Just look at the newspaper business. For years, many newspapers have put no value at all on the work they place online.
Wrong. They put no price on it. I imagine they value it quite a lot. Of course, the same is true of most newspapers. Most newspapers, even the ones in Murdoch’s own stable, charge less for a subscription than the printing and delivery costs. By Murdoch’s own claim, he does not value his own newspapers. But, of course, that’s wrong, and it’s disingenuous as well. We all know (though Murdoch totally ignores) that the reason newspapers make money is because of advertising. The customers are the advertisers, and I imagine the newspapers have put quite a lot of value on that ad space.
In contrast, at News International here in the UK, we are proud of the quality of our journalism and the contribution we make to life around the country, and indeed for our readers around the world.
How obnoxious. Because others have a better business model than you, it means they don’t care about the quality of their journalism? Does he really think this convinces anyone?
Shouldn’t we welcome a revolution in journalism that answers the needs of readers — and provides the means for sustained further investment? Without some simple common sense — like this — the alternative we face is a grim one: to have news that is produced only by the wealthy, the amateur, or the government.
Yes, of course, we should welcome a revolution that answers the needs of readers. But you are suggesting the only way to do that is with a paywall. And when your paywall fails, then where will you be? And, must I point out the irony of James Murdoch, one of the wealthiest people around, who helps run a company that contains many properties for generating amateur content, and is giving a talk in which he’s asking for more government protection, complaining that if he doesn’t get it, journalism will only come from the wealthy, the amateur or the government? And that he makes that claim with not a shred of evidence?
Asserting a fair value for digital journalism is a starting point. I don’t think we will be alone in taking this kind of action. And although these steps have provoked some alarmist comment, no-one who really cares about the humanities of tomorrow should be either shocked or affronted by what we are doing.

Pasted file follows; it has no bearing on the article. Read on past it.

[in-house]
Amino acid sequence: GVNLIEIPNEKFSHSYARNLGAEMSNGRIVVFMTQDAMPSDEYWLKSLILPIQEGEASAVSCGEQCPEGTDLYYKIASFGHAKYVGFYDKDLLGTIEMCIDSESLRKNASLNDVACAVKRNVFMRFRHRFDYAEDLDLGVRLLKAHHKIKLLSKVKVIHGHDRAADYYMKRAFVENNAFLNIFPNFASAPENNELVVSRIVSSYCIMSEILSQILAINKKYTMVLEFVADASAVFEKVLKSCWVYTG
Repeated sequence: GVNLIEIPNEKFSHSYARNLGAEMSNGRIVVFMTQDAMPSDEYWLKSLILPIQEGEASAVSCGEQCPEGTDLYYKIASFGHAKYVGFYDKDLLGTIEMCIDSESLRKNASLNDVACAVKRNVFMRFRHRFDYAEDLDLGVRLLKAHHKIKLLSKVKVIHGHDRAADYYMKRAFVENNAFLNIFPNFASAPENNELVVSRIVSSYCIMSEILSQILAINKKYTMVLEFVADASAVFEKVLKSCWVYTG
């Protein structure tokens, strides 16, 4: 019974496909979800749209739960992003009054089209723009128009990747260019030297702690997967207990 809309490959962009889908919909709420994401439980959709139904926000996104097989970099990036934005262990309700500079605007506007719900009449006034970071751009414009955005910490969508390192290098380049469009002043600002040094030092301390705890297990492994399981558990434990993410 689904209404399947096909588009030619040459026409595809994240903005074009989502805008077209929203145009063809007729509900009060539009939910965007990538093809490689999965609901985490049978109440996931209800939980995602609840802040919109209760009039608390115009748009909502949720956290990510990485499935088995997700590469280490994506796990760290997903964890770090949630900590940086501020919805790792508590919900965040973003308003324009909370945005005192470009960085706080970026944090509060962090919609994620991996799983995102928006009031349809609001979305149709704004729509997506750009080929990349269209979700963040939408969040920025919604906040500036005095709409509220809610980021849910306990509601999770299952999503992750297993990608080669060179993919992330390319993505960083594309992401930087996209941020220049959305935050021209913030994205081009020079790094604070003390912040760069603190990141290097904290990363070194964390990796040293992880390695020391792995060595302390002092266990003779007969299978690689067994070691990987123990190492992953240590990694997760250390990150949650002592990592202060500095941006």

Ah, now we’re back to “fair value” rather than “proper value.” And, no, you won’t be alone. But, the thing is, while others may follow you down that road, most won’t. And so you’ll have free competition, providing content equally good to that for which you’re trying to charge. How is that going to work out? I’m not “alarmed” at your company making a move destined to fail. I’m just wondering how you can’t see what’s going to happen.
Can we agree that preserving and rewarding creativity is in the long-term interest of our society?
No one would disagree with that. They only disagree with the method. Relying on gov’t granted monopolies and bad business models is the opposite of preserving and rewarding creativity.
This problem will not be solved by the creative sector alone. Governments should enforce basic property rights — even in this digital environment. Some have started. In some quarters this has caused alarm. But what is really alarming is that it is controversial at all to shut down vast pirate sites or disconnect repeat offenders who have no regard for creators’ rights.
What is alarming is the lack of due process. What is alarming is the lack of privacy rights. What is alarming is the disproportionate response to an infraction that you can’t even prove cost you any money. What is alarming is your belief that the internet is just for your business. What is alarming is your unwillingness to adapt to a changing market. What is alarming is your calling to the government to protect your business model. All of that is quite alarming. That people are worried about these things? No, that’s not alarming.
According to a detailed study by Tera Consultants, if we continue down the path we’re on, piracy could inflict a cumulative 1.2 million job losses in the European Union by 2015.
No, not a detailed study at all. The “study” by Tera Consultants was paid for by the industries looking to use it to support their demands for greater gov’t protectionism of their business and was full of easily debunked false assumptions — such as the claim that there is a correlation between internet traffic and lost jobs. Nowhere does it count the jobs aided by cheaper creation, distribution and promotion.
Is it, moreover, unreasonable to suggest that companies that make a living out of indexing and sharing the creativity of others might make a fair contribution to those who create the material they need for their businesses?
Yes. It’s not just unreasonable, but ridiculous to suggest that companies that give you free advertising should have to pay you to do that. These companies do not make a living from indexing and sharing. They make a living by providing a useful service that you failed to offer yourself… and they do so by promoting your work. That you fail to use that to your advantage and then demand they just give you money speaks to your own failures in business.
Should it be controversial to suggest that public bodies are prevented from endlessly extending their remits, profiting from work they do not create, or dampening innovation and investment?
Should it be controversial to suggest that private bodies are prevented from endlessly extending copyright, profiting from work they do not create, dampening innovation and investment in new works?
Oh, and one final point. Near the beginning of the talk, he quotes Bilbo Baggins. I’m curious, did he pay for the rights to do so? Did he pay a fair price?
Filed Under: copyright, james murdoch